Cortinarius mucifluoides Rob. Henry

Phylum: Basidiomycota - Class: Agaricomycetes - Order: Agaricales - Family: Cortinariaceae

Cortinarius mucifluoides - Purple Stocking Webcap, copyright David Kelly

Cortinarius mucifluoides is one several viscid or slimy webcaps that are difficult to separate on macroscopic characters alone; it fruits in mixed woodland or under pines in areas where the soil is acidic. Often these webcaps grow through moss, when the stems can be unusually long.


An uncommon species in Britain and Ireland, this webcap is found also in many parts of mainland Europe and in North America.

Cortinarius mucifluoides - Purple Stocking Webcap

Taxonomic history

When the great Swedish mycologist Elias Magnus Fries described a mushroom very similar to this species in 1838, he gave it the binomial name Cortinarius stillatitius. Experts consider this to be a dubious identity and that species identified as matching Fries' description of C. stillatitius are more likely to be Cortinarius mucifluoides (synonym Cortinarius pseudosalar) or perhaps Cortinarius integerrimus.

Cortinarius mucifluoides was described and named by French mycologist Robert Henry in 1985, and is synonymous with Cortinarius pseudosalor sensu auct. brit., Cooke, Rea.

Cortinarius mucifluoides, New Forest


The generic name Cortinarius is a reference to the partial veil or cortina (meaning a curtain) that covers the gills when caps are immature.

In the genus Cortinarius most species produce partial veils in the form of a fine web of radial fibres connecting the stem to the rim of the cap rather than a solid membrane.

Just as you might expect, the specific epithet mucifluoides is saying from the prefix muci- that this is a slimy webcap (sub-genus Myxacium) and from the suffix -oides that it is similar to Cortinarius mucifluus.


This mushroom is generally regarded as 'suspect' and may contain dangerous toxins; it should not be gathered for eating. Some reddish Cortinarius species with which the Girdled Webcap could be confused contain the toxin orellanine, which if eaten destroys human kidneys and liver.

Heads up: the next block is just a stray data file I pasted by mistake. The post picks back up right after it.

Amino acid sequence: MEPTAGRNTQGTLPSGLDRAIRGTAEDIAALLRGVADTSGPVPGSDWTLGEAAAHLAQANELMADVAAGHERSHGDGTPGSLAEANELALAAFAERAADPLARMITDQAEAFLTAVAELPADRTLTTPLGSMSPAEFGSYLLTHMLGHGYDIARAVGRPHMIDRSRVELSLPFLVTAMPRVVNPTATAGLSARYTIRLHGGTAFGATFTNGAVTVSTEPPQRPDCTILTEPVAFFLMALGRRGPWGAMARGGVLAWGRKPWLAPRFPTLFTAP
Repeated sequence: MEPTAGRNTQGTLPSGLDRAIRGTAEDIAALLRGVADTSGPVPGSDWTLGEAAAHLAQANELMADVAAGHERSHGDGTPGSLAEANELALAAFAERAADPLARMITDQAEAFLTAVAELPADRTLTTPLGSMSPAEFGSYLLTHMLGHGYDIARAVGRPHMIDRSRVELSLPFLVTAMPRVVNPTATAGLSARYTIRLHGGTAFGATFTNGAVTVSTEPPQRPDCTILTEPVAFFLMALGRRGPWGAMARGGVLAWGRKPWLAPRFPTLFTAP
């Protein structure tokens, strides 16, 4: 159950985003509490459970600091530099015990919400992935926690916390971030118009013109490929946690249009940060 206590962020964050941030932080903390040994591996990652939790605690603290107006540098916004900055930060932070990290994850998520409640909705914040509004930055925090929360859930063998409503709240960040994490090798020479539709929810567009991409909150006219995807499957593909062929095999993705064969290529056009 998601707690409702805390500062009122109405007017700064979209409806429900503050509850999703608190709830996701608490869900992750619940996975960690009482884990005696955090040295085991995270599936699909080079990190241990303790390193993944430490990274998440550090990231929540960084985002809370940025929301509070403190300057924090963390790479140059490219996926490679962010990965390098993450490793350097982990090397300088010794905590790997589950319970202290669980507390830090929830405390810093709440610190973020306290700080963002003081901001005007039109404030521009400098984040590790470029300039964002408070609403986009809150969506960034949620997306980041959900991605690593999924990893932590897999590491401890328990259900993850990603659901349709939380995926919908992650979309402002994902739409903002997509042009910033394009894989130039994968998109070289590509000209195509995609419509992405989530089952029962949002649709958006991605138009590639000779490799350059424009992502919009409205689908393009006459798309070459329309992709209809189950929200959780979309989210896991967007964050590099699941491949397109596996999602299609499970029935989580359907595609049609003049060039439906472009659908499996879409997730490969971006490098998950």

Identification guide

Cap of Cortinarius mucifluoides


Ochraceous brown with a tawny centre; smooth and shiny; viscid when wet (see left); conical, expanding to become umbonate; margin may be either smooth or faintly striate; 4 to 9cm across.

Gills of Cortinarius mucifluoides


Creamy soon becoming clay-brown then ochre-rust-brown, the gills of the Purple Stocking Webcap are free or adnate. On young caps the cortina is pale violet or almost white.

Stem of Cortinarius mucifluoides


Initially white above ring zone but later stained rusty brown as spores fall from the gills, the stem of Cortinarius mucifluoides is slimy and covered in violaceous veil material below the ring zone.

Stems are fairly cylindrical, sometimes slightly fusiform (swollen in the central region) but not swollen at the base, 7 to 10cm long and 1 to 2cm in diameter.


Lemon shaped, densely verrucose, 12-16 x 6.5-9μm.

Show larger image

Spore print

Rusty brown.


Odour of honey especially when cut at stem base; taste mild but not significant.

Habitat & Ecological role

In deciduous woodland, particularly under birches; sometimes also under conifers; usually on acidic soil.


August to October in Britain and Ireland.

Similar species

Cortinarius collinitus and several other smallish slimy-capped webcaps have ochre, brown or red-brown caps, and separating them with certainty is difficult without resorting to testing chemicals and a microscope.

Reference Sources

Fascinated by Fungi, 2nd Edition, Pat O'Reilly 2016, reprinted by Coch-y-bonddu Books in 2022.

Funga Nordica, Henning Knudsen and Jan Vesterholt, 2008.

Fungi of Switzerland Agarics, part 3: Cortinariaceae, Breitenbach, J., Kränzlin, F.

Dictionary of the Fungi; Paul M. Kirk, Paul F. Cannon, David W. Minter and J. A. Stalpers; CABI, 2008

Taxonomic history and synonym information on these pages is drawn from many sources but in particular from the British Mycological Society's GB Checklist of Fungi.


This page includes photographs kindly contributed by David Kelly.

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